A pair of shoes can walk you back in time.
About three times a year I haul all my dress shoes out of the closet for an hour-long polishing and shining session. I wear dress shoes maybe twice a week now. For 30 years though I wore them pretty much every work day. And a lot of weekends. Now I get by with a couple of pairs of penny loafers, a tassel loafer, and a pair of cowboy boots I’ve had for at least 20 years.
Then there’s my wing tips. They’re too narrow now. Twenty five years of running has widened my feet. The sewing is slightly frayed here and there. And on one of them, the upper is starting to crack. Yet I can’t bring myself to throw them out.
Life, if you’re lucky, is a long race. I’m at about the 20-mile mark in my marathon. Marathoners will know what I mean. The final 6.2 miles can be a joy or a horrible slog. It depends on both your preparation and your luck. It’s the point you start thinking about the finish line and how you’ll do when you cross it.
The wingtips represent my miles, oh, maybe 9 through 17. You’re past youth and education. You stride the miles strong and confident.
I bought these shoes at Lord & Taylor in Copley Square, Boston, sometime in the early 1980s. The company I worked for (Cahners Publishing disappeared years ago) had a culture of conservative suits and shoes. When I joined in 1980 for the princely sum of $16,500 per year, I and my cohorts would buy suits at store called Simon & Sons. It sold cheap suits but in a nice setting, with elderly salesmen treating you as if you were buying a bespoke Brioni. As you moved up the ranks — and I did — you’d graduate to Jos. A. Banks. In those days Banks manufactured its own suits and distributed then directly to its stores. It was in my Banks days that I added these nicely-made wingtips. I probably had them on when I purchased my first Brooks Brothers suit.
The shoes represent the apogee of my work life and ambition. I was supervising people, going to off-site management meetings, viewed by management as destined for bigger things. I had an offer somewhere else and Cahners gave me a big raise and a company car. The executives all had Mont Blanc ballpoint pens. On a trip home from Europe I bought a Mont Blanc ballpoint pen off the Lufthansa duty-free cart. It cost $50. After one promotion, my wife bought me the matching mechanical pencil.
Some time in that period my mother presented me with a six-pair pack of Gold Toe over-the-calf socks. My dad never wore them, but mom felt a man on the rise should wear over-the-calf socks. I still wouldn’t be caught dead in a suit and dress shoes without black, over-the-calf socks. I’m not sure young men today realize how awful those garish, color-patterned socks look. Especially with brown shoes and a blue suit — the puerilization of the American male.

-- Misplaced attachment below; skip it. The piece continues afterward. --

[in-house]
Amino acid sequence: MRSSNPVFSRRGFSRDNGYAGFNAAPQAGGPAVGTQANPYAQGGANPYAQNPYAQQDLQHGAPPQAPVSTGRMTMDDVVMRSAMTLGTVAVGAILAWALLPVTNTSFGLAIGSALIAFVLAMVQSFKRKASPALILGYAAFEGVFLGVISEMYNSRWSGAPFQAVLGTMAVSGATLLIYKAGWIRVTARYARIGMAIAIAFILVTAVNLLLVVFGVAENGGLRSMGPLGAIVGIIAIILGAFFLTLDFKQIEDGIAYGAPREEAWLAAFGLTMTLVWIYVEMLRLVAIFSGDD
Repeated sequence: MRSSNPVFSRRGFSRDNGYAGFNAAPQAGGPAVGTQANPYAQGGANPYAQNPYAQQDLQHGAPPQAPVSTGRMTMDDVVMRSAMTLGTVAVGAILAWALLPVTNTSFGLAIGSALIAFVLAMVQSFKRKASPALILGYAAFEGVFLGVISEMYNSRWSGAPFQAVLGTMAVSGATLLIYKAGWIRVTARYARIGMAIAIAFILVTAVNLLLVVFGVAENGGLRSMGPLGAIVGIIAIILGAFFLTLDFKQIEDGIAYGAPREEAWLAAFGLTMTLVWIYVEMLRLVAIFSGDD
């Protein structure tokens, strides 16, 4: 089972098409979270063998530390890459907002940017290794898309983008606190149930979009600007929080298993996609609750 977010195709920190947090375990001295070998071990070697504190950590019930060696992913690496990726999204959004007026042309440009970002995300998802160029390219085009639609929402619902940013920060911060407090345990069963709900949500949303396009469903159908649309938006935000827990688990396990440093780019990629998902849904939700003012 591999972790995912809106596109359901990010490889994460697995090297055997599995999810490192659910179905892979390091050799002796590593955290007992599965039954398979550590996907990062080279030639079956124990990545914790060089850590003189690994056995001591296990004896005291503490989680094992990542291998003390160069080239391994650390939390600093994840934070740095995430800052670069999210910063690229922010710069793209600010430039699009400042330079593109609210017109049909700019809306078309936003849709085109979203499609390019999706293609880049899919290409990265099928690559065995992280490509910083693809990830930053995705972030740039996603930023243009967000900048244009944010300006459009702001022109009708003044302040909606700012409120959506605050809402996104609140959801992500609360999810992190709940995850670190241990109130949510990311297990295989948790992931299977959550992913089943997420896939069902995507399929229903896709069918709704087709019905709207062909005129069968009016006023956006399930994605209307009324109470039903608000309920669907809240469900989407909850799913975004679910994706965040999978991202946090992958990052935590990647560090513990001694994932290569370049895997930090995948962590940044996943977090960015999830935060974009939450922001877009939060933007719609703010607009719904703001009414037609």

Time passes. At one corporate review, I had passed 30-years old. The consultant, a man in his 80s but still sharp as a tack, joked, “You’re no longer a young man of promise. Now you gotta produce!”
I produced, but never quite made VP at Cahners. My one regret is never having received a pair of Cahners cufflinks that would have accompanied that promotion. I did make the title of executive vice president at the company to which Cahners sold the property I worked on. But no more company car, much less cufflinks. Then the subsequent company sold the properties I helped oversee. I got a nice buyout and switched careers. That was a dozen years ago, and I don’t think I’ve worn the wingtips since.
A seeming lifetime has passed since I acquired those shoes. Just holding them, dusty from disuse in the closet, brings a tide of memories. I don’t like to spend too much time dwelling on the past. A character in a James Michener novel remarked that if you mine your memories too early, you’ll be tapped out by the time you really need them. But hefting a pair of shoes can momentarily bring back all of the triumphs and struggles of a career, the wins and losses, the opportunities taken and the ones that got away.
After polishing them as best I could, I put on a pair of dress socks and tried them on. Still wearable, if a bit tight. But they show their wear. My mom, if dementia hadn’t robbed her of comprehension, would have counseled me to shelve those old shoes for good. What young man of promise would go around in worn shoes?